Is there really any other kind? Sure, there are fancy schmancy enchiladas with goat cheese, black beans and roasted red peppers, topped with sour cream foam, and there is certainly a place for those. There's always a place for goat cheese. However, when we're talking about real, honest, pure, enchiladas, there's only one. It's stuffed with cheese. It's smothered in red sauce. It's sometimes accompanied by onions and meat. It's good.
One can certainly buy jarred enchilada sauce, and I found lots of recipes that call for it. I won't judge. But I found a recipe for Chili Gravy, and couldn't pass it up. You shouldn't either.
Chili Gravy (Adapted from The Homesick Texan)
1/4 cup vegetable oil
1/4 cup flour
1/2 teaspoon of black pepper
1 teaspoon salt
1 1/2 teaspoon granulated garlic
1/2 teaspoon dried oregano
2 tablespoons Chili powder (I used the Mexican Chili Powder--it's a little darker than regular and more spicy)
2 cups chicken broth
Looks something like this:
Heat the oil in a large skillet over medium-high heat. Sprinkle in the flour and whisk, whisk, whisk. This is the roux (remember the roux?) Then add the spices and cook for one minute. This goes really fast. Then add the chicken broth and whisk until combined and thickened. Turn down the heat and simmer for 20 minutes.
I added a bit more salt and pepper at this point because I felt it needed more love. While this is simmering, dice up 2 small yellow onions, or 1 medium to large yellow onion and set aside.
Preheat the oven to 450 degrees, by the way. I say this early, because my tiny little oven takes an hour to preheat, so I have to plan ahead.
When the sauce is finished, remove to a bowl and set aside. Wipe the skillet out and add 1 tablespoon of vegetable oil. Then add 1 pound of ground beef, a little salt and pepper, and cook until brown.
When the meat is cooked through, drain the excess grease and remove from the skillet into a small bowl. Wipe the skillet down again. Can you tell I really hate doing dishes?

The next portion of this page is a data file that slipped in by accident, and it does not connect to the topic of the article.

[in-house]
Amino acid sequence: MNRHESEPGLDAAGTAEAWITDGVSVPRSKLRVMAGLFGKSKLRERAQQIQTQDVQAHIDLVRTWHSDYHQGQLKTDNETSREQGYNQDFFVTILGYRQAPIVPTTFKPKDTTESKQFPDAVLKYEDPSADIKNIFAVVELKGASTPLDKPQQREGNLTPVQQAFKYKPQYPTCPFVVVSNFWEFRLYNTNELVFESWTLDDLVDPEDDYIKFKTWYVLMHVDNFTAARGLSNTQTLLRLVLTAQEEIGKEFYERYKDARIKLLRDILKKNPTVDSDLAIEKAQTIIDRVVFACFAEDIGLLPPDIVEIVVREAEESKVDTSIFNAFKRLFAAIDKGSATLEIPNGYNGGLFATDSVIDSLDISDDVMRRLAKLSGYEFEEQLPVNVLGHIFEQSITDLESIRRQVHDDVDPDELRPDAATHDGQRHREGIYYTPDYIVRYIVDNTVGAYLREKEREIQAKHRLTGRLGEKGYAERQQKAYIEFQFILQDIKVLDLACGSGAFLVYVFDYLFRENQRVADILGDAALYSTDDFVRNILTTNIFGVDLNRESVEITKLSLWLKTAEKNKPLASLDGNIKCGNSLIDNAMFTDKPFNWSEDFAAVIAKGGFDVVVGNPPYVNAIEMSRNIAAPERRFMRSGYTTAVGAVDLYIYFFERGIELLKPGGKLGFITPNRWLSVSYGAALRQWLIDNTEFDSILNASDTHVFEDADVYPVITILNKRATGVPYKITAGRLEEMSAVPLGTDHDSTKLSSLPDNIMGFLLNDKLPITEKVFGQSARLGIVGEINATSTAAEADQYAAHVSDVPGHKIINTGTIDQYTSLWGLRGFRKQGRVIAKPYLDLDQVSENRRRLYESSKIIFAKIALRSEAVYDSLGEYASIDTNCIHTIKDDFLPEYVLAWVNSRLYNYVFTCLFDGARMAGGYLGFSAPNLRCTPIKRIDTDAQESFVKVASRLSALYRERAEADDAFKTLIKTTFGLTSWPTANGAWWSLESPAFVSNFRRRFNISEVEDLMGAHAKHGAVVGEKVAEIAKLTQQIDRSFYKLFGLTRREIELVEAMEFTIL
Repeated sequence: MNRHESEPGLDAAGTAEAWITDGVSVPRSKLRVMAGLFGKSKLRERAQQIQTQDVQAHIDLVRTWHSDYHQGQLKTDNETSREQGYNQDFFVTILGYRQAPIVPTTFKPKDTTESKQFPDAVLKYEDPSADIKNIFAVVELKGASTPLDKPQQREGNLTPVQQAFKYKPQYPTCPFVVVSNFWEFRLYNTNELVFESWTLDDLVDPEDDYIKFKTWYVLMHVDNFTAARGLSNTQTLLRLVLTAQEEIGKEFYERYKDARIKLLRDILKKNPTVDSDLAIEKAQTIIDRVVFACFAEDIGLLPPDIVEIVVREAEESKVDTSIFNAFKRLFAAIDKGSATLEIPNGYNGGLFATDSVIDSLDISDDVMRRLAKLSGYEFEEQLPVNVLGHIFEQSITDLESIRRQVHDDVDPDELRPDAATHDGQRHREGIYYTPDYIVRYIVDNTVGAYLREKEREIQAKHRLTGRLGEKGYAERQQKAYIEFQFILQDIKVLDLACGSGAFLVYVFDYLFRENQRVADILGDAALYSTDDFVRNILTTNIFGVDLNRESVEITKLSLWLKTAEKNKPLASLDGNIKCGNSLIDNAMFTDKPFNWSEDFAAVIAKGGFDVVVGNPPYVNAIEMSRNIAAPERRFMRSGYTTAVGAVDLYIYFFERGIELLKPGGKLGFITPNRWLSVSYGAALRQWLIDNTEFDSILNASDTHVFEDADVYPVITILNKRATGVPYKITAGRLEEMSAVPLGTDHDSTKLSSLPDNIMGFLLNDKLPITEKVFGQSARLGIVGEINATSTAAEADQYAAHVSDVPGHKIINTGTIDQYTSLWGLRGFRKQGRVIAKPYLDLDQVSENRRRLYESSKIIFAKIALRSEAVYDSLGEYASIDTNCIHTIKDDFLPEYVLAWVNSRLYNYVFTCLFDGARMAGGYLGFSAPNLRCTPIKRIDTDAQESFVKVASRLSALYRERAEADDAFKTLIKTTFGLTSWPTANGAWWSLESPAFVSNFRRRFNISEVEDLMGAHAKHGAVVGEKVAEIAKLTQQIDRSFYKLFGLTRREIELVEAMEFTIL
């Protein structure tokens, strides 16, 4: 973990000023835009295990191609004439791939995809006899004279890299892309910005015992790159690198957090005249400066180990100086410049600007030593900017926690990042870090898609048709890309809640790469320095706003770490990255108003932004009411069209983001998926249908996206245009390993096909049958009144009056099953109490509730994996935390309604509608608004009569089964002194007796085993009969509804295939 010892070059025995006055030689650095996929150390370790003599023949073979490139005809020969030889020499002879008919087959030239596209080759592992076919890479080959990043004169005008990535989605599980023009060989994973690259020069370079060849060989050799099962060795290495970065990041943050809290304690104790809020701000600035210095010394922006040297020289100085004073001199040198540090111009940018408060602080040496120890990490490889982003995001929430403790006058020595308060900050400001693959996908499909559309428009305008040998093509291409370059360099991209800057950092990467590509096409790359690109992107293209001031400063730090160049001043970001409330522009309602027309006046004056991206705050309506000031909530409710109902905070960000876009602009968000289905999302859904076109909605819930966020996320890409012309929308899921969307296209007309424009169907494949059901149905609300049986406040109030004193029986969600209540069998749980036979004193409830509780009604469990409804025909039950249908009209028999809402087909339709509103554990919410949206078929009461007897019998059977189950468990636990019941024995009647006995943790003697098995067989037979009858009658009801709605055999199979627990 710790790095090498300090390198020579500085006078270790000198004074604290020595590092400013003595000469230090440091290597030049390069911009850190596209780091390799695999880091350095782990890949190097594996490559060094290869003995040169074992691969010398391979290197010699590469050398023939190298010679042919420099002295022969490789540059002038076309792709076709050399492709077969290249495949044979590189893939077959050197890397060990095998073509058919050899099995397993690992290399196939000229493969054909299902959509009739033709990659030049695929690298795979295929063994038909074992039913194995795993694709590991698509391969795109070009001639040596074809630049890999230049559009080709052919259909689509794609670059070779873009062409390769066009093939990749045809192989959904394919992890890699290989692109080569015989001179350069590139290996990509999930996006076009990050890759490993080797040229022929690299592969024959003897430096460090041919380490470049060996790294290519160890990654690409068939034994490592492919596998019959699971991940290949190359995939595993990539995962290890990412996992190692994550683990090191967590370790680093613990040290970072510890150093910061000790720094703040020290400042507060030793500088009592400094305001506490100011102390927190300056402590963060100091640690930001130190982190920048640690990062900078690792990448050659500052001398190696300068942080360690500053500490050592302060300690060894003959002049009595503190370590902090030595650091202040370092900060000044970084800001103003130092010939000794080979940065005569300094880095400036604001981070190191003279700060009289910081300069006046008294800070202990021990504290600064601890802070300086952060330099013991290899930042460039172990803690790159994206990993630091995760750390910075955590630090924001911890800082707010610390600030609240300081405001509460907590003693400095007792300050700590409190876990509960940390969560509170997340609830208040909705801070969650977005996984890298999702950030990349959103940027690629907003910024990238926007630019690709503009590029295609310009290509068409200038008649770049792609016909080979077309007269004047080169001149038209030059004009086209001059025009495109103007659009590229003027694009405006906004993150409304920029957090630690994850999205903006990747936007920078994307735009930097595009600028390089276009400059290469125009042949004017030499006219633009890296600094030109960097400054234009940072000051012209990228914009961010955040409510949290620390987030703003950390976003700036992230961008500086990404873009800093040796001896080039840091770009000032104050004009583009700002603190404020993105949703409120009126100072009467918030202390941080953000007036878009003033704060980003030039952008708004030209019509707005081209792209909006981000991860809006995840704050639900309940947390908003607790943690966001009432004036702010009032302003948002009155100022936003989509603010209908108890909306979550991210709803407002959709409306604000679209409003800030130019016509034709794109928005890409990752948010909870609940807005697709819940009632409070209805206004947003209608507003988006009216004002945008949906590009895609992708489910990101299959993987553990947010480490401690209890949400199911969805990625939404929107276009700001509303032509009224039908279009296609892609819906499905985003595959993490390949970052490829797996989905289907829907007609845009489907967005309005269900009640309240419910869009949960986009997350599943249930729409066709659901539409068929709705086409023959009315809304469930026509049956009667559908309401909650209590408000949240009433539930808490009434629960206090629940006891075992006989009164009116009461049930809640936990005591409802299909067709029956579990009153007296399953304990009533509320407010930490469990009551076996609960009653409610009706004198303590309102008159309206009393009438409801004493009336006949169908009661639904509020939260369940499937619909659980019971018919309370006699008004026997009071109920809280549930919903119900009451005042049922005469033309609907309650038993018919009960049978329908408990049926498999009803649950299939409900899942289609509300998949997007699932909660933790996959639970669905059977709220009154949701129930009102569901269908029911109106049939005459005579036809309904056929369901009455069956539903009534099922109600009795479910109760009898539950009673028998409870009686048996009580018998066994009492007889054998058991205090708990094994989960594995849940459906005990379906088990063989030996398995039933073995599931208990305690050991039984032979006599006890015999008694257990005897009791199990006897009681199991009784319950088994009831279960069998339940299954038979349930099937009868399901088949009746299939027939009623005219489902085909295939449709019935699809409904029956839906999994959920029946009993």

Add 1/2 cup of vegetable oil to the skillet and heat on medium-high heat for 3 minutes. Then take 12 corn tortillas, and one by one, submerge in the hot oil and cook for about 30 seconds on each side.
Then drain the heated tortillas on a plate with a paper towel.
Once all the tortillas are finished, you can start assembling. You need: a baking dish, warmed tortillas, cheddar cheese, Chili Gravy, ground beef, and diced onions. It should look something like this, except with counter space.
Spread 1/4 of the sauce in the bottom of the baking dish. Then, one by one, fill the warmed tortillas with cheese, ground beef, and onions, then roll it all up and place it in the baking dish seam side down. Repeat for the remaining 11 enchiladas, making sure to leave some onion and beef for topping the enchiladas.
Don't they look cozy? Cover these newly rolled enchiladas with the remaining sauce, making sure to get it all over, including the edges. Any tortillas left unsauced will get hard and crunchy. Unless you like the hard and crunchy thing, in which case, leave some edges uncovered. These are your enchiladas, friend, you do what you want.
Then add the remaining onions and ground beef, and top liberally with cheddar cheese.
Bake these in a 450 degree oven for 10 minutes, or until the sauce is bubbly and the cheese is melty. Then take a moment to revel in the masterpiece you just made. Pat yourself on the back. You deserve it.
Garnish with fresh cilantro and serve with rice and beans for an authentic restaurant experience. Or be like me, and just simply eat the enchiladas, sans frills.
Hello, old friend.
I've missed you so.
This was such a great recipe, and while it did include many, many steps, every single one of them was worth it. I promise, if I can do this with zero counter space (see above), you can absolutely do this in your normal, big kid kitchen. Trust me.